You Can Build a House

How to Build a House: A guide to options for owner-builders.

| Jan. 19, 2009

Home. It’s more than just shelter — it’s a reflection of our values and our lifestyles. It’s our biggest dream and it holds our fondest memories. Often it’s the largest purchase we will ever make. And building a house will undoubtedly be the single biggest do-it-yourself project we ever tackle.

If you decide to build your own home, you can jump-start the building process by buying a kit house package of pre-cut building materials from the companies listed in the “Resources” section at the end of this article. But you have several choices beyond conventional 2-by-4 stick framing. Perhaps you long for the tradition and rustic comfort of a log home. On the other hand, age-old timber-frame construction offers a broad range of design options. If you’re looking for superior insulation and short building time, Structural Insulated Panels (SIPs) might be just what you need. A tipi may be perfect if you’re a free spirit; or perhaps a yurt, which can be a more semipermanent option.

In the not-too-distant past, each family built its own dwelling place, but recently we’ve set standards of quality and comfort that have outpaced our ability to develop the skills necessary for building a house. But there is still a broad spectrum of how involved you can be, based on the skills you currently have or are willing to acquire. Some people choose to be involved in every detail, from cutting the lumber and stone to throwing the welcome mat by the front door. Others would rather select a floor plan, hire a builder, sign the mortgage papers and move in.

When you participate in building a house for yourself, you’ll not only save money, you can take great satisfaction in the accomplishment. Regardless of the style of housing you choose, the more work you do during construction (including demolition, prep work and cleanup), the more you’ll save financially. It’s commonly called “sweat equity,” and it’s a great way to tap your skill set and keep your mortgage payments low.

Here’s a quick overview of six building styles. A listing of companies across the country that offer prepackaged materials is available in the “Resources” section at the end of this article.

Log Homes

For many, a rustic log cabin makes a perfect home. Logs are a renewable and sustainable building material, although considerable time is required for trees of suitable size to grow. Frequently, logs used to build cabins are locally grown and therefore require low energy inputs for transportation. If you’re building a cabin from scratch, you may even use horses or oxen to transport logs from forest to building site. The insulating value of log walls varies based on thickness of the logs, width of the space where the logs actually meet, insulation between the logs, and caulking.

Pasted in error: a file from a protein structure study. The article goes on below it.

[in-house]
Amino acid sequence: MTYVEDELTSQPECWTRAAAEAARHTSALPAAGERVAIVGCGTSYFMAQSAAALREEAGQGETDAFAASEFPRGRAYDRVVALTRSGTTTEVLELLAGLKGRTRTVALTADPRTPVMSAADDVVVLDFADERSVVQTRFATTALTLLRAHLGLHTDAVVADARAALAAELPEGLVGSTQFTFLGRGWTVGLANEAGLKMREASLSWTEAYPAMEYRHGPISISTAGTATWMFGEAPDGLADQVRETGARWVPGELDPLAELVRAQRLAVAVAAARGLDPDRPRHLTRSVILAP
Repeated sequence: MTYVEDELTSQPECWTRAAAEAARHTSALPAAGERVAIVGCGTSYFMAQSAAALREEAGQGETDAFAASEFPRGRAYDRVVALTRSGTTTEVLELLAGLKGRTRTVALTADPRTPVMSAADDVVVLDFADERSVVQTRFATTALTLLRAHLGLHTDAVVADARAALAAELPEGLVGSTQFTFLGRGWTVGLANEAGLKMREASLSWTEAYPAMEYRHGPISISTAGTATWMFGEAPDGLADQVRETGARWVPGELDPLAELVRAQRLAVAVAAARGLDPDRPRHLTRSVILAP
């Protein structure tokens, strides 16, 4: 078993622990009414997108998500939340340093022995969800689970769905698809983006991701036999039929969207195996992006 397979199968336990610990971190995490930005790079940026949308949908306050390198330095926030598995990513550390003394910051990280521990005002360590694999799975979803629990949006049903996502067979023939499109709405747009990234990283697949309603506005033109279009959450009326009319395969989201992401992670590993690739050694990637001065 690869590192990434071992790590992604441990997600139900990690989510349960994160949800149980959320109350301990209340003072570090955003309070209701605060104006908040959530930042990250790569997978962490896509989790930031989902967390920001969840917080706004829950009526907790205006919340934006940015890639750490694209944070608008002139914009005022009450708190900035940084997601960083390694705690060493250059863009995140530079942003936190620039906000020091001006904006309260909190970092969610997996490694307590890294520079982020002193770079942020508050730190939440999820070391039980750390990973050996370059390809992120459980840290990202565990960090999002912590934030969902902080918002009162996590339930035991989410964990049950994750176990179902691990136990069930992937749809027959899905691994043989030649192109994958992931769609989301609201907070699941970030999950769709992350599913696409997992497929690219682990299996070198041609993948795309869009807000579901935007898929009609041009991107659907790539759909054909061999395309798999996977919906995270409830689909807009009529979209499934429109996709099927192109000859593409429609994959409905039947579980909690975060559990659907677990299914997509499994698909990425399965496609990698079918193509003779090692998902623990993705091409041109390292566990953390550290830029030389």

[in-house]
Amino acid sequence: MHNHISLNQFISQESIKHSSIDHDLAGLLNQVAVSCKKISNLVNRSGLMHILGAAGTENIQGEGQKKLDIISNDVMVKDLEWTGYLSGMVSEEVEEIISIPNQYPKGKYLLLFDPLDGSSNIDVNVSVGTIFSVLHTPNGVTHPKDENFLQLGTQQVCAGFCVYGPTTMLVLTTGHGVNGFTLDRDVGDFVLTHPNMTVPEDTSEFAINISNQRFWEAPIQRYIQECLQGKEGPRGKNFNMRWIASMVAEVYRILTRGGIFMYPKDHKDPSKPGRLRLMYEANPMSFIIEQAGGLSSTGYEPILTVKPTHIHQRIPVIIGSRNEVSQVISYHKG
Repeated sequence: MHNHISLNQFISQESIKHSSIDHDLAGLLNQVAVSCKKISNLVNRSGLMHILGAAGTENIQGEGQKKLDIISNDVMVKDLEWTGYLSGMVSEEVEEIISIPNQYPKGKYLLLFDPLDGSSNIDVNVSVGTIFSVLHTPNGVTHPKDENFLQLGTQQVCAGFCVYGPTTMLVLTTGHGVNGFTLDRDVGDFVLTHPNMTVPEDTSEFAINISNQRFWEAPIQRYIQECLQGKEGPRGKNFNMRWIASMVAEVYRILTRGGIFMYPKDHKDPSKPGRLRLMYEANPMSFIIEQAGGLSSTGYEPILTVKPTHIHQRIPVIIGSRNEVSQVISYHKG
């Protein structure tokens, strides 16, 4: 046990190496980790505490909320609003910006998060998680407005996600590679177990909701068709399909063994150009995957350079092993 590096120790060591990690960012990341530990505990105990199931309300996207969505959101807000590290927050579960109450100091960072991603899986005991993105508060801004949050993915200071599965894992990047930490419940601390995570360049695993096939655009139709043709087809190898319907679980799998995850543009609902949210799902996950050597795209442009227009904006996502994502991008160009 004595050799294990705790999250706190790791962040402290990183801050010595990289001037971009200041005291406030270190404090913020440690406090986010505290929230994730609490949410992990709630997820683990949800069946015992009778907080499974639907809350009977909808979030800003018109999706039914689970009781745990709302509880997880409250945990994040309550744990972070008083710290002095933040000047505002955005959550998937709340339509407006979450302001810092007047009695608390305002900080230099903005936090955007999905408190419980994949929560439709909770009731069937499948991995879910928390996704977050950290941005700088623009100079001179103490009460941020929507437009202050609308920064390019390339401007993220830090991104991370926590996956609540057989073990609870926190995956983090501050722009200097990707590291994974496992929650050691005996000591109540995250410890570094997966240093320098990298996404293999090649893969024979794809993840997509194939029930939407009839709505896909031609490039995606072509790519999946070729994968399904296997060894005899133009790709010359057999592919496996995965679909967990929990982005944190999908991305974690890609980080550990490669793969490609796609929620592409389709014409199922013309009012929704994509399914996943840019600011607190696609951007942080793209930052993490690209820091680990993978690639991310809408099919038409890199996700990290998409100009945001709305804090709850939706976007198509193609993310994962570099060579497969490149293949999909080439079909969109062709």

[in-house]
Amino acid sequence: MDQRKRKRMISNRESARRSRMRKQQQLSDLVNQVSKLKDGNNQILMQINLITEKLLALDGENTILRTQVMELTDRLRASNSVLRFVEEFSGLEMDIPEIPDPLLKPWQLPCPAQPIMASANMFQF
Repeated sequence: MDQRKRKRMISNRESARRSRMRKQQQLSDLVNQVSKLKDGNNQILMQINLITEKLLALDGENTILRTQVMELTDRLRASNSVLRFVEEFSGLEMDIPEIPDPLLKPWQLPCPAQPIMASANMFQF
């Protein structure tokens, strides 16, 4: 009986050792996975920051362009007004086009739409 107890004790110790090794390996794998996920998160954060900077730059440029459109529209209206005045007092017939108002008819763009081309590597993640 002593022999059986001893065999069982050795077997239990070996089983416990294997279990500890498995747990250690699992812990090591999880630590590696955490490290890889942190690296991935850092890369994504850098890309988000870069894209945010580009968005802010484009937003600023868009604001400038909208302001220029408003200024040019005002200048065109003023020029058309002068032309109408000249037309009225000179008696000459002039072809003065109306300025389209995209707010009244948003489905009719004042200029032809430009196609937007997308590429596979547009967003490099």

5/14/2018 11:19:18 PM

I used the plans at WWW.EASYWOODWORK.ORG to build my own home – I highly recommend you visit that website and check their plans out too. They are detailed and super easy to read and understand unlike several others I found online. The amount of plans there is mind-boggling… there’s like 16,000 plans or something like that for tons of different projects. Definitely enough to keep me busy with projects for many more years to come haha Go to WWW.EASYWOODWORK.ORG if you want some additional plans :)

1/26/2009 10:31:24 AM

Oh, yeah-- You know that hallway you're building to accomodate your addition?? Remember that you're eliminating a major egress-- the back door-- by doing so. Plan an exterior door into your addition-- end of the hall is convenient-- and install it in the FIRST round of construction. That hallway is also a great place for planned storage space-- closets are nice, but even open shelves facilitate lots of space for tools, outdoor clothing, canned goods, et cetera. You can always hang up a curtain, add doors later, or just keep your shelves neat enough to be presentable (hey, as long as its safe, nobody you want to impress on an aesthetic level is going to get that deep into your house anyway--on this subject anyway, if it's legal and you can live with it, it's good to go).

1/26/2009 10:25:21 AM

I'm not so sure about nationalism. I see its benefits, but also acknowledge that its success relies on no stronger nation coming along to exploit your butt for the sake of whatever advances their people. As far as White Nationalism goes-- ain't going to waste my time on that. Those who want to look out for themselves not at the expense of others or search for ways to bring a better, more sustainable standard of living to all people are welcome in MC's world. These guys can have a single-finger salute from the Scots-Irish-Italian bottom of the AngloEuropean barrel. Back to things that matter. Trailers. Two caveats: 1) You will not be able to service your addition from the existing breaker or fuse box. It was not designed for any after-market load. You will need a second box to service your addition. Plan it in advance-- and unless you are an expert (as opposed to an enthusiastic layperson), have an expert do it. The money spent is well worth the trouble saved. 2) Find your land first, and check codes, check codes, check codes. Lots of municipalities do not allow trailers. It's mostly a stereotype thing. The only vaguely valid reason is fire danger. TBOMK, they are no more likely to CATCH fire than any other structure, but they are far more likely to be totally destroyed and/or to result in fatalities in the event of fire. Put up smoke alarms everywhere, change the batteries with the seasons, have a functional route of egress (like a big window and a hammer) from every room but the loo, and DRILL BABY DRILL, especially if you've got kids. Enjoy your "trailer-trash" experience, and say a word of reverence to the soul of Old Blue.

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